Once a valid settlement agreement has been signed, you will not be able to make an employment tribunal claim about any type of claim which is listed on the agreement. Contact Employee Rescue for help and advice on settlement agreements.

 

 

Best of the web

CAB – Off work because of sickness

ACAS – Managing absence

HSE – Sickness absence; Guidance on legal issues

Managing sickness absence and return to work

WorkSmart – My employer has warned me about my levels of sickness absence. What do I do?

NHS – When do I need a Fit Note?

Working Families – Your rights if you are ill during pregnancy

Maternity Action – Sickness during pregnancy and maternity leave

Disability Law Service – Disability and sickness absence

TUC – Sickness absence and disability discrimination

 

Disclaimer 

This resource is published by Employee Rescue Limited. Please note that the information and any commentary on the law contained herein is provided free of charge for information purposes only. The information and commentary does not, and is not intended to, amount to legal advice. Employee Rescue accepts no responsibility for any loss occasioned to any person acting or refraining from action as a result of the material contained in this update. Further specialist advice should be taken before relying on the contents of this summary. No part of this summary may be used, reproduced, stored in a retrieval system or transmitted in any form without the prior permission of Employee Rescue Ltd.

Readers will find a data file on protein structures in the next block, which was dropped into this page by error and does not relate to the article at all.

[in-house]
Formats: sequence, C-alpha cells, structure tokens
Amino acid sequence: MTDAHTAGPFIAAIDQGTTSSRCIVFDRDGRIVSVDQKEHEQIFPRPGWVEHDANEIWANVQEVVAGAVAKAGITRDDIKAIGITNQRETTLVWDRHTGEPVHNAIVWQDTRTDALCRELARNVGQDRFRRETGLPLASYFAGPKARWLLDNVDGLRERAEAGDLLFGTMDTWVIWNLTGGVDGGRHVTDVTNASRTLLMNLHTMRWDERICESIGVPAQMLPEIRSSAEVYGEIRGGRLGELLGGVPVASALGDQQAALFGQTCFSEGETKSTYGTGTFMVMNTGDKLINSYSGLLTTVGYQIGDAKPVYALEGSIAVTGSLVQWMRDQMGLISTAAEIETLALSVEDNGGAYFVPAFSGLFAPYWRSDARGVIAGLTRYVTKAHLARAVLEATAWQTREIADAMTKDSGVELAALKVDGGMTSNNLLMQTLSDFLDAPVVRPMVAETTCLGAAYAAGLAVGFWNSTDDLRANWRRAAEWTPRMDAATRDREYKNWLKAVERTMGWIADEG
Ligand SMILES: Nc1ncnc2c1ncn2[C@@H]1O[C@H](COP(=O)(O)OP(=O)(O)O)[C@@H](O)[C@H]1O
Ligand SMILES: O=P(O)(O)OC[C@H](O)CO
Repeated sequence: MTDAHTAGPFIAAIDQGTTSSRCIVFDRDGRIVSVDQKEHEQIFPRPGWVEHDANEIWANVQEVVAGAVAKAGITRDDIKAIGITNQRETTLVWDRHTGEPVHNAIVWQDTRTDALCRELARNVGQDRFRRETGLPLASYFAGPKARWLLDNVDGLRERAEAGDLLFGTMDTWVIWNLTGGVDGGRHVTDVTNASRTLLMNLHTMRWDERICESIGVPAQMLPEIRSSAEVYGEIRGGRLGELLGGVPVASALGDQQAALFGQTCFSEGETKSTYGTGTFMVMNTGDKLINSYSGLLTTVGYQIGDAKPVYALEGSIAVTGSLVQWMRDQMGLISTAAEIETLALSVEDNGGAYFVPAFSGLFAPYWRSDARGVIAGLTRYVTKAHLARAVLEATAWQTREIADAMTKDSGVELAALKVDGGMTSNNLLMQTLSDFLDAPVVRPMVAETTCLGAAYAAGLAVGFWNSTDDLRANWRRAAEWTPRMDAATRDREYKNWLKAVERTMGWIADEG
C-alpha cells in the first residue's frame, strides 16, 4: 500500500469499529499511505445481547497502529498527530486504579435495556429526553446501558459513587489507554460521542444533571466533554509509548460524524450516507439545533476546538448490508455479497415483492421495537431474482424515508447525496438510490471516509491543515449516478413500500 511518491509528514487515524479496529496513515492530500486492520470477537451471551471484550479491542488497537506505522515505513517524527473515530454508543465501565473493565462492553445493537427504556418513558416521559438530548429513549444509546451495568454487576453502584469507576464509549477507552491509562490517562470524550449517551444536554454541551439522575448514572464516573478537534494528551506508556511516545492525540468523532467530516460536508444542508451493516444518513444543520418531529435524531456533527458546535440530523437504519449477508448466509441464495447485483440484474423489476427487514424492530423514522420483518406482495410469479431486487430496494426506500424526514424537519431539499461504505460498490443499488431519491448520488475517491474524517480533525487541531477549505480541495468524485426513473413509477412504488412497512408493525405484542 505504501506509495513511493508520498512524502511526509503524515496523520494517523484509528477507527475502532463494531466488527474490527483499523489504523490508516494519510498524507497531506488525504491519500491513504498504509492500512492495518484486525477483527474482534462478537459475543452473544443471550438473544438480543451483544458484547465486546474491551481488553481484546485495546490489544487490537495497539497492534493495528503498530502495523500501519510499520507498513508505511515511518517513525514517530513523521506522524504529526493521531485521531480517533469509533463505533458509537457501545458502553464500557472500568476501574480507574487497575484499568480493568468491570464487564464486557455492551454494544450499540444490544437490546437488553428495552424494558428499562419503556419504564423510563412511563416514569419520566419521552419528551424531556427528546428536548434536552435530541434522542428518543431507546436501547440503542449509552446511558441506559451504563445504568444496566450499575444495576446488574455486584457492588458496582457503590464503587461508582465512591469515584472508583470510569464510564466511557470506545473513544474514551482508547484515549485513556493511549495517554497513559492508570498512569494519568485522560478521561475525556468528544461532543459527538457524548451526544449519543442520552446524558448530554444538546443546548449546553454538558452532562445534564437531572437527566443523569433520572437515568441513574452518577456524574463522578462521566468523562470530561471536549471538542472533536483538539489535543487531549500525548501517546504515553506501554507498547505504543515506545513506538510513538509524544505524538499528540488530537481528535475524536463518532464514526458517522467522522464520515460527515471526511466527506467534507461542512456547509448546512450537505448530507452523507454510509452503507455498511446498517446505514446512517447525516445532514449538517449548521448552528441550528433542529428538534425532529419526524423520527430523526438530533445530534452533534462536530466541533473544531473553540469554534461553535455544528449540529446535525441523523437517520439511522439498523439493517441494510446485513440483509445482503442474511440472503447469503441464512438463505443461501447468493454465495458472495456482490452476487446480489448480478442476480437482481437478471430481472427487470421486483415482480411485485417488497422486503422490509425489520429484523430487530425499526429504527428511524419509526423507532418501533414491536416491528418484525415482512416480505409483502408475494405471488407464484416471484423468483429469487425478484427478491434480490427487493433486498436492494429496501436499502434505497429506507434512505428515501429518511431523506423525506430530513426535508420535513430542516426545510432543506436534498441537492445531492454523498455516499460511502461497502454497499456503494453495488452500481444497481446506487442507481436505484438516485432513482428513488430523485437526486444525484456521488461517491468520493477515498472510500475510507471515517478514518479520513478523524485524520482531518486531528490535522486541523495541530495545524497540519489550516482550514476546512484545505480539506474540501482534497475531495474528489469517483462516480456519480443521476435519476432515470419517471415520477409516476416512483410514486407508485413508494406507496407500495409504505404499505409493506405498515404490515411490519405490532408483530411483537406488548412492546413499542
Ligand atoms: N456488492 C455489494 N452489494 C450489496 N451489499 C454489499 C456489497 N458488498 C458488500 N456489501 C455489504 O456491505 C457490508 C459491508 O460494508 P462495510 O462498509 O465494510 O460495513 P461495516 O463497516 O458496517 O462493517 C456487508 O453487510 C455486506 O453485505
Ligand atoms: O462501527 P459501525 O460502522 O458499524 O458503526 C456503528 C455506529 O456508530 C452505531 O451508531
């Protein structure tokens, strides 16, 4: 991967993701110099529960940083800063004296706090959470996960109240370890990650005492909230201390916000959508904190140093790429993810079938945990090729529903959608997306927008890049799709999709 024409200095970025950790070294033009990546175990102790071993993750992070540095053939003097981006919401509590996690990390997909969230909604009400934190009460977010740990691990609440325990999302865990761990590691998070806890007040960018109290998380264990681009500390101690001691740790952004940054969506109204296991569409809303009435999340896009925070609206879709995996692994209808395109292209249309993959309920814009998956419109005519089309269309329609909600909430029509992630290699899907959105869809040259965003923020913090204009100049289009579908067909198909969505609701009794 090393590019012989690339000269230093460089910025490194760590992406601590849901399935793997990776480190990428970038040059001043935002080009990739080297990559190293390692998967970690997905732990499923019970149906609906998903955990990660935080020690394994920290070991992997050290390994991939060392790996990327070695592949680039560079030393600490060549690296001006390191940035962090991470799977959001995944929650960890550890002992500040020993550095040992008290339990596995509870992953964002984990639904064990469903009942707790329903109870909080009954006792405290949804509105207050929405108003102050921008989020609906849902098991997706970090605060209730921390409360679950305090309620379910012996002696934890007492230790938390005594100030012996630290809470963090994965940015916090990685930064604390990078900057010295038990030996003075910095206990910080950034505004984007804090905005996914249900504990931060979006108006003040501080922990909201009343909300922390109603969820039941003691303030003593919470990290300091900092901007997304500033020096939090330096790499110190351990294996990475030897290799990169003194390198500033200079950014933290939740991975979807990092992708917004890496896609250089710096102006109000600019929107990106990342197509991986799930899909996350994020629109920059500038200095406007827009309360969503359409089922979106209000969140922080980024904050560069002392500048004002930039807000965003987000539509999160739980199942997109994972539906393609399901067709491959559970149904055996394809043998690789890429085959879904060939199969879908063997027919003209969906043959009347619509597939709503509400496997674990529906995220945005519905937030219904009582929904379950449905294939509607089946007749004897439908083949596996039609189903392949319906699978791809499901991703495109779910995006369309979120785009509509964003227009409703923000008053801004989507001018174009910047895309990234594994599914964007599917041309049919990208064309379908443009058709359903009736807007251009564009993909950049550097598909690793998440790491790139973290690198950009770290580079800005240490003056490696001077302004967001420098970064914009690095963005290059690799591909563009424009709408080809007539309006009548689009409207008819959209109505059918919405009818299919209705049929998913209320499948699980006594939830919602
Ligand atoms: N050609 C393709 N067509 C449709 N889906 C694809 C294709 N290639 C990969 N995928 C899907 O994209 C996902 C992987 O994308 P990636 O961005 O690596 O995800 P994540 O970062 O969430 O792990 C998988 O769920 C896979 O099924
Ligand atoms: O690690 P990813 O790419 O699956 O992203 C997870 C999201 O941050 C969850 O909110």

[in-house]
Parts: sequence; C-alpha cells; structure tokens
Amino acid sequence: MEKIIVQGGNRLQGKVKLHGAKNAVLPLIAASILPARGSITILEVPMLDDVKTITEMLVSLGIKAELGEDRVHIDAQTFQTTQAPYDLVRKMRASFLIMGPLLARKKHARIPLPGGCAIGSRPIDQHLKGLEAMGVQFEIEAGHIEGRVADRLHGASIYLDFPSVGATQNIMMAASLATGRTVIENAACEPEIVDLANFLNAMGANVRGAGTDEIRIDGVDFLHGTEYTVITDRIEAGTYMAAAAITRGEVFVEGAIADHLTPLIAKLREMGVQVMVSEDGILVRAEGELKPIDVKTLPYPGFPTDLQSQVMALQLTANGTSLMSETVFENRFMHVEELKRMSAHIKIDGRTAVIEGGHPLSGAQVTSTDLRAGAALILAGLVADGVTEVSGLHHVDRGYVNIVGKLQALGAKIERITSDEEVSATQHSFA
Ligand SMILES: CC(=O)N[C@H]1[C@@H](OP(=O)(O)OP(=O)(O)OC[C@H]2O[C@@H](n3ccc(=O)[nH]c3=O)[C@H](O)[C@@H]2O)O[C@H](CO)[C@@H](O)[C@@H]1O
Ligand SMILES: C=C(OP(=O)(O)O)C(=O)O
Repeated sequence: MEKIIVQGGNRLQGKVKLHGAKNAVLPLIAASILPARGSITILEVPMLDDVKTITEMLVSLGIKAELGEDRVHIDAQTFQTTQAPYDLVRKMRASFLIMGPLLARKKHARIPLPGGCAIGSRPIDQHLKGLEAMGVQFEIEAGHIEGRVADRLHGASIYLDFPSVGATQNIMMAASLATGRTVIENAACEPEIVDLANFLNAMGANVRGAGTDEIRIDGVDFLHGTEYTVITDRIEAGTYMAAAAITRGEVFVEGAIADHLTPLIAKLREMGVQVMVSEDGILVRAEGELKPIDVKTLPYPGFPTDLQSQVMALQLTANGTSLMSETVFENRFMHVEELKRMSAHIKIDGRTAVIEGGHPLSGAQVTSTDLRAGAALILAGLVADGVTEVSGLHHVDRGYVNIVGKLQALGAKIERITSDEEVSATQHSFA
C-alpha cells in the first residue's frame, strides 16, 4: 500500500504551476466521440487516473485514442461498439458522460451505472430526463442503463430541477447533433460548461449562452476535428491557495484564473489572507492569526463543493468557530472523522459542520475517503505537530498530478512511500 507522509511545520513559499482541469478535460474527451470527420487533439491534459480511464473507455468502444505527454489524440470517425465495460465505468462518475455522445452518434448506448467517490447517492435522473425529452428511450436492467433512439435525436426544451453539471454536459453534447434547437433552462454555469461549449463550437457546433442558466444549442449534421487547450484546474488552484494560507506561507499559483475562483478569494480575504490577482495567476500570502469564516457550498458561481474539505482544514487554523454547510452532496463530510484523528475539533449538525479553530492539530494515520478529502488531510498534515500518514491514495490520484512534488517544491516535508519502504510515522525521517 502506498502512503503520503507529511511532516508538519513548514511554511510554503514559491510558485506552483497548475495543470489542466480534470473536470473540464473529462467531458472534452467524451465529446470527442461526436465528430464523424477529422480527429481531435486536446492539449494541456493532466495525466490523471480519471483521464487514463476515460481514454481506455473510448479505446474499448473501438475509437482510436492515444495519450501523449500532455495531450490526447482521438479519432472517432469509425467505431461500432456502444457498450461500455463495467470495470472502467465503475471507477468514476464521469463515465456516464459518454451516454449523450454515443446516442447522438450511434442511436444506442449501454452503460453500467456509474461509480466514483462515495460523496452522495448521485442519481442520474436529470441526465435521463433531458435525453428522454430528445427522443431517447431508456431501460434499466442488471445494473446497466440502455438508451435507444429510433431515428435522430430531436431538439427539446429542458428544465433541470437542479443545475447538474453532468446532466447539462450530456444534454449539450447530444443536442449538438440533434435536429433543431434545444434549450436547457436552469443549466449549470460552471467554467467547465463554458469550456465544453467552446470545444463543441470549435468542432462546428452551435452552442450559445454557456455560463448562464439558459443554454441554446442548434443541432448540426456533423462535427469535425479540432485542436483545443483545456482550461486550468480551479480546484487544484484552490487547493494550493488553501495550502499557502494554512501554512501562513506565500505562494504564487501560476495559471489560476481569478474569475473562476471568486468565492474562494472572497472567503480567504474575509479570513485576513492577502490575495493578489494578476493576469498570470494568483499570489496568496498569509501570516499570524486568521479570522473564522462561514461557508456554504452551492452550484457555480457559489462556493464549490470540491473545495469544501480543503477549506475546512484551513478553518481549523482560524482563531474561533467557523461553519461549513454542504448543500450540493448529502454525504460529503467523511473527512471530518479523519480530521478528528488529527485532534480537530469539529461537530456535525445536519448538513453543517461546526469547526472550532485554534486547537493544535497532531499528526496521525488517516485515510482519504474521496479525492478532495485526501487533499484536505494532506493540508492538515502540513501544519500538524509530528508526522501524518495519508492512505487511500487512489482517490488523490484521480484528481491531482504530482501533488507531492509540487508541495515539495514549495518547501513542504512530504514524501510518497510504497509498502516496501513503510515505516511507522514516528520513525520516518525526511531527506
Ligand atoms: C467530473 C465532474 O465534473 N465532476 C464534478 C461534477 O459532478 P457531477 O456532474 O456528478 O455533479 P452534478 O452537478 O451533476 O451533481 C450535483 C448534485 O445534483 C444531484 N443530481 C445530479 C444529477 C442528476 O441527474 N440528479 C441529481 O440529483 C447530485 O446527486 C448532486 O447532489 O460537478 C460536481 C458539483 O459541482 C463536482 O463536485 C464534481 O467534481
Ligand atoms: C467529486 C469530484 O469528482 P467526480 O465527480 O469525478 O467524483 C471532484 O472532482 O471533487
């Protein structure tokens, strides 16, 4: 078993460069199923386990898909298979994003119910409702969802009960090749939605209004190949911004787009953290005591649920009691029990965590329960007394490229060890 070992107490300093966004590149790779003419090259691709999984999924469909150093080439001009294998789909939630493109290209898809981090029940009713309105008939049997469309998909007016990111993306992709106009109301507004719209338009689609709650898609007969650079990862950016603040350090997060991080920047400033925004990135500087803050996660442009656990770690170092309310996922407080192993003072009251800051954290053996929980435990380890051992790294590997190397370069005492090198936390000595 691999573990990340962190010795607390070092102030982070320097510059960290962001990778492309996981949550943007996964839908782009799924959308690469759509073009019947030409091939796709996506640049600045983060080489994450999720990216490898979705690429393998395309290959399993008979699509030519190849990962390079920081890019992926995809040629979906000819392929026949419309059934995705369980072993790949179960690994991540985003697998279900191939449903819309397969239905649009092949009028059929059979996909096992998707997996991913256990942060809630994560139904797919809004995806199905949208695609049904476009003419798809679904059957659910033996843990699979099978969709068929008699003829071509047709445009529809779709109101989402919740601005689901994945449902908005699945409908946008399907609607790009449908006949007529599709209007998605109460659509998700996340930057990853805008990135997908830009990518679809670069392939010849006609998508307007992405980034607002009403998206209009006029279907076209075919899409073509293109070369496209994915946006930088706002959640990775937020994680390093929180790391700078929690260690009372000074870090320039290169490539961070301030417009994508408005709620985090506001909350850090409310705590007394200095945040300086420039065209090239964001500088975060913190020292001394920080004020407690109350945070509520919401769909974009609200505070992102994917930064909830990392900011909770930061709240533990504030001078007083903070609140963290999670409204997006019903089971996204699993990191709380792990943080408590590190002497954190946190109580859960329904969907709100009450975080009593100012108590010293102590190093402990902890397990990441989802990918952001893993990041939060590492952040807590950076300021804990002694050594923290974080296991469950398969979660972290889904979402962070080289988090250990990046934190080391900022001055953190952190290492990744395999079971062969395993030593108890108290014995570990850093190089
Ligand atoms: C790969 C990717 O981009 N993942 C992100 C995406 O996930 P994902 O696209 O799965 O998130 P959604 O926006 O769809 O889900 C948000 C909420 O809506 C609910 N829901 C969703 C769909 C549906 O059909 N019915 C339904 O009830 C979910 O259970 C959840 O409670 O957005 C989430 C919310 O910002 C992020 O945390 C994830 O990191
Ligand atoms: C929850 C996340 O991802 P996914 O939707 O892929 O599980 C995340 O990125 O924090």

Case Study

In the Scottish case of Collins v First Quench Retailing Ltd [2003], Ms Jacqueline Collins was awarded £179,000 from her employers when the off-license she managed was robbed. Ms Collins had been the manager of Victoria Wine, run by First Quench Retailing, for about ten years. When Mrs Collins started in the shop she had been concerned about security and raised this with management. Since 1977 there had been 13 reported crimes at the shop, including five thefts, one minor assault, one serious assault and one assault with intent to rob. There were two armed robberies in 1994 and four... Read More
Ms Jacqueline Collins was awarded £179,000 from her employers when the off-license she managed was robbed.Collins v First Quench Retailing Ltd